Arch is, at more than 11 years old, certainly no newcomer. And the Arch user base consists of a small, niche subset of the overall Linux market, just as it always has. So why should we be paying any extra special attention to it in 2014? I truly don't know. Call it intuition. Maybe it's the alignment of the stars. Perhaps some unusual solar flare activity or something in the air. Let's just say “I've got a hunch” that, during 2014, Arch is going to be worth watching.
Roll Your Own
"The Year Of The Linux Desktop" has become a bit of a running joke at this point, but I'm going to make a similar declaration and say that 2014 will be "The Year Of Everyone Having Their Own Linux Distro." At this point, the tools for building your own Linux distribution (such as Suse Studio) are so mature and easy to use that, in many cases, the best Linux Distro for you to use is the one you whip up for yourself based on an existing distro. Call it an appliance. Call it a re-spin. Either way, the ability to make your own system (and provide it to others who may share your needs) is going to get pretty big in 2014.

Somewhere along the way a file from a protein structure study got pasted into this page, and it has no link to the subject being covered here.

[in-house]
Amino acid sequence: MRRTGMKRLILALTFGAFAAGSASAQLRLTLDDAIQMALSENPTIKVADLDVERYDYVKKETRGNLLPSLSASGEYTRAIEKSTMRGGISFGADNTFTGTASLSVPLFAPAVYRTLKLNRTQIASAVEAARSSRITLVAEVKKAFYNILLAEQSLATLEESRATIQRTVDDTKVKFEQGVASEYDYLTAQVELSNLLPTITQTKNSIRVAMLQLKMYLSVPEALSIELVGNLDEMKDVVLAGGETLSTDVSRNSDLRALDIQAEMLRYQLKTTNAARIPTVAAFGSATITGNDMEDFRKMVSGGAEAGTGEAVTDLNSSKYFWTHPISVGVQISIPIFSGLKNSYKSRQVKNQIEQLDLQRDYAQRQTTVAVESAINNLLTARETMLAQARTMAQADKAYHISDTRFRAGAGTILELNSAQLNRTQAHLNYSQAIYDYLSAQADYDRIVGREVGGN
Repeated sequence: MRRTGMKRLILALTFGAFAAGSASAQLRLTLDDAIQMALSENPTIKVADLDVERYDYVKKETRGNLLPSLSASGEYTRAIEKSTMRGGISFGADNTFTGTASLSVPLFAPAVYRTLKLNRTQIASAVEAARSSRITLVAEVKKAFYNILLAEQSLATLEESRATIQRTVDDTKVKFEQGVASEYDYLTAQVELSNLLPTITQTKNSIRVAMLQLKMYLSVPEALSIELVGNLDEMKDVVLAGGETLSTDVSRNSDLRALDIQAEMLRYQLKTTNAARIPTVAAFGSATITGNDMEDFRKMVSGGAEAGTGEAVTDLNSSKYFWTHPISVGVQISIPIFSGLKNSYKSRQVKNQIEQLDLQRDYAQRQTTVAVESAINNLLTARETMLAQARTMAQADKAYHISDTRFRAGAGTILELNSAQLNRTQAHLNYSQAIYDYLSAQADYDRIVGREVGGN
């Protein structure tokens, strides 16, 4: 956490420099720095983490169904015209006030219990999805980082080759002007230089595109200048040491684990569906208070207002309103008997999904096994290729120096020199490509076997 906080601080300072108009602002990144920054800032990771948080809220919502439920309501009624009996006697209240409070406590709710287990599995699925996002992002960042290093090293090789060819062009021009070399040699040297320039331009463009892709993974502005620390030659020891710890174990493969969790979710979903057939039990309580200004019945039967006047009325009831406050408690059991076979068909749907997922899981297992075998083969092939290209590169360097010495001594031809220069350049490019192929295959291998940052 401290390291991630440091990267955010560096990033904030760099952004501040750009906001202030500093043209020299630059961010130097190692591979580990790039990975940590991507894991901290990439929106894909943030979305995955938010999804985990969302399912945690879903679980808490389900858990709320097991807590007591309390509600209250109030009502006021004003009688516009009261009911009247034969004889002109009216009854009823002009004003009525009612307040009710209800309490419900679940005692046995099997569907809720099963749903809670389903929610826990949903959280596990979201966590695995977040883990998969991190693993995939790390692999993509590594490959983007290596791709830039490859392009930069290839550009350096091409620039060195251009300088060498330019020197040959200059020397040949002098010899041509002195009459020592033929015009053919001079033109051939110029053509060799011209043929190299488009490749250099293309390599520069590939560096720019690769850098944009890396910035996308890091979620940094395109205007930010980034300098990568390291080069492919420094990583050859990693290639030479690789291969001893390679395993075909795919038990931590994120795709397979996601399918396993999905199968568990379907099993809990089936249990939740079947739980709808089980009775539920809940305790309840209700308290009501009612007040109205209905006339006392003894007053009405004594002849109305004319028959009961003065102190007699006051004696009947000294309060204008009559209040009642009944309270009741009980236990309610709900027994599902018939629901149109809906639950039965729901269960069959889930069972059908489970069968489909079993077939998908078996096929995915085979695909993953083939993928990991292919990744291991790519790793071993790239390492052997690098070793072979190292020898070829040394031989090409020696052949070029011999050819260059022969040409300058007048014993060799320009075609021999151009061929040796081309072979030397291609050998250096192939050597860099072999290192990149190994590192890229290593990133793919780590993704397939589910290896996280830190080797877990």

Let's take stock. Valve, one of the most important video game developers and publishers in the business, is now making Linux games. Its Steam store is running on Linux. It’s a member of the Linux Foundation. And it’s even built its own Linux Distro – SteamOS – that will power multiple game consoles shipping in 2014. If successful in the market, and there's little reason to think they won't be at least moderately successful at this point, this could have a huge impact on the Linux gaming scene. The largest we've ever seen. You know Microsoft, Sony and Nintendo (and just about everyone else) will be watching very closely what Valve does with SteamOS in 2014.